WATCH | Former group home worker sentenced to 6.5 years for sexually abusing non-verbal adults in his care: 

Former group home worker sentenced to 6.5 years for sexually abusing non-verbal adults in his care

3 months ago
Duration 1:15
Brent Gabona has been sentenced to 6.5 years in prison for sexually assaulting disabled group home residents who were in his care at Shepherd's Villa, a group home for adults in Saskatchewan.

"We can only hope that now Brent Gabona is finally incarcerated he will know what Darryl [Boguski] felt not being able to escape," said Rick Boguski, who is brother to Darryl — one of Gabona's sexual assault victims.

Darryl Boguski is the only victim who can be identified, as the rest of the victims' identities are protected by a publication ban. A judge agreed to a request from the Boguskis to lift the publication ban on Darryl's name so that his story could be told.

Darryl attended the sentencing virtually, alongside his brother and guardian, Rick. Darryl was born blind, autistic, with severe epilepsy and cerebral palsy.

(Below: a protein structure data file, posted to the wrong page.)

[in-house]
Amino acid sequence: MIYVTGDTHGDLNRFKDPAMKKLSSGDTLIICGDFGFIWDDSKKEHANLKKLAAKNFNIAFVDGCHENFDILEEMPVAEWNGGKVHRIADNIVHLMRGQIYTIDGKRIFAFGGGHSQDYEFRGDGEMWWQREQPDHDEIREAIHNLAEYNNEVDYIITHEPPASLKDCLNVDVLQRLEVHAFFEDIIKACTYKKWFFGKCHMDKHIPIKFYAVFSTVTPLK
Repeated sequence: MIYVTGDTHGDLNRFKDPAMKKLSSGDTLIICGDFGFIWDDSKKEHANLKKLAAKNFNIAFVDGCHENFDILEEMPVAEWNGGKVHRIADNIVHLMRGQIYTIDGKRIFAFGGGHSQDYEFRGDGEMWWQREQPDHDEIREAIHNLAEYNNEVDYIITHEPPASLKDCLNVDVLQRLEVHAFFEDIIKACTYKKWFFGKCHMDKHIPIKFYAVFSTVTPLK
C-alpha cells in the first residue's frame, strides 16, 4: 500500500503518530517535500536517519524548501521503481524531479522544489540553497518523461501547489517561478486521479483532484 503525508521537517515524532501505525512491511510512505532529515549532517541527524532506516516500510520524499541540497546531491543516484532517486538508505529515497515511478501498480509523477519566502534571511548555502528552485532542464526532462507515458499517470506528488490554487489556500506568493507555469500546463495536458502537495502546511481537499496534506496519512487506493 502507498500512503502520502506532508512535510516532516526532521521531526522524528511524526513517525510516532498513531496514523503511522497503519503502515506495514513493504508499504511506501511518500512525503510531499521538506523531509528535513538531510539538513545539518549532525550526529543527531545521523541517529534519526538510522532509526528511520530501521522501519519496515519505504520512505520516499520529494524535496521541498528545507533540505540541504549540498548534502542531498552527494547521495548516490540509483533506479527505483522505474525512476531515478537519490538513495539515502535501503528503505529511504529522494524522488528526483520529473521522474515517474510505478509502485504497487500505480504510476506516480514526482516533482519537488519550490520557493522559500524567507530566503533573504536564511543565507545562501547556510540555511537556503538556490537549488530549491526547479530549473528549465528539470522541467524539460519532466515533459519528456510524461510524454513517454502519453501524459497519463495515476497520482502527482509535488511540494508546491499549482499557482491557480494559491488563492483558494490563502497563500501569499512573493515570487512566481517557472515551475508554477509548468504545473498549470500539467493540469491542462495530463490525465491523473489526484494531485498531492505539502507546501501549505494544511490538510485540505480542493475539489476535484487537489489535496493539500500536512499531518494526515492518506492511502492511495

In a statement shared after court, Rick said the brothers are angry.

"The six-and-a-half-year sentence imposed on Brent Gabona speaks to our broken justice system. It's a system that failed Darryl and the others in 1992 when Brent Gabona was first convicted of sexual assault and began working at the group home and fails us today," Boguski wrote.

Two brothers, wearing plaid, are seen in a field of green grass. One man is sitting in a chair. The other is crouching beside him.
Rick, left, and Darryl Boguski. (Kimberly Ivany/CBC)

A confession to police

Gabona's victims were discharged from Shepherd's Villa because of "behavioural" issues. However, Gabona's own actions were not scrutinized until he confessed to police in 2022.

Court heard Gabona was hired at the group home after he graduated from Briercrest Biblical College in 1991. His mother hired him to work at Shepherd's Villa in 1992, even though she knew he had been put on probation earlier that year for committing a sexual offence against a minor.

Gabona helped residents directly at Shepherd's Villa and eventually became a supervisor.